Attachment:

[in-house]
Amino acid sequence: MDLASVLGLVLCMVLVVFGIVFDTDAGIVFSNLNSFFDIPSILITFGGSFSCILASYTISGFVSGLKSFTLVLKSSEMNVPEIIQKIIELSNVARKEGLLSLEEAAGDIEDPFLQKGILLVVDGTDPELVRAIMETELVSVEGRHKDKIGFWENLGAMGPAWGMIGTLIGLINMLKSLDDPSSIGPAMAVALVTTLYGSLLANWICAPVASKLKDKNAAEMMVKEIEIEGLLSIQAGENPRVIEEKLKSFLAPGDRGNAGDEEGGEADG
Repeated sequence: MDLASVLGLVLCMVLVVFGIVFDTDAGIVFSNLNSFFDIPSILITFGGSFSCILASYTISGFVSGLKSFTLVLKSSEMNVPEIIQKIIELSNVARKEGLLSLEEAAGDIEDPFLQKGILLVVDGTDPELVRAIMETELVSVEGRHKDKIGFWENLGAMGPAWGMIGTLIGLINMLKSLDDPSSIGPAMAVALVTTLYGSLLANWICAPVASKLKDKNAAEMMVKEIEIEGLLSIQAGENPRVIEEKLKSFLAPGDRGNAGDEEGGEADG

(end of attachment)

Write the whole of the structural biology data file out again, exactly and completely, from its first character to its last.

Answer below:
[in-house]
Amino acid sequence: MDLASVLGLVLCMVLVVFGIVFDTDAGIVFSNLNSFFDIPSILITFGGSFSCILASYTISGFVSGLKSFTLVLKSSEMNVPEIIQKIIELSNVARKEGLLSLEEAAGDIEDPFLQKGILLVVDGTDPELVRAIMETELVSVEGRHKDKIGFWENLGAMGPAWGMIGTLIGLINMLKSLDDPSSIGPAMAVALVTTLYGSLLANWICAPVASKLKDKNAAEMMVKEIEIEGLLSIQAGENPRVIEEKLKSFLAPGDRGNAGDEEGGEADG
Repeated sequence: MDLASVLGLVLCMVLVVFGIVFDTDAGIVFSNLNSFFDIPSILITFGGSFSCILASYTISGFVSGLKSFTLVLKSSEMNVPEIIQKIIELSNVARKEGLLSLEEAAGDIEDPFLQKGILLVVDGTDPELVRAIMETELVSVEGRHKDKIGFWENLGAMGPAWGMIGTLIGLINMLKSLDDPSSIGPAMAVALVTTLYGSLLANWICAPVASKLKDKNAAEMMVKEIEIEGLLSIQAGENPRVIEEKLKSFLAPGDRGNAGDEEGGEADG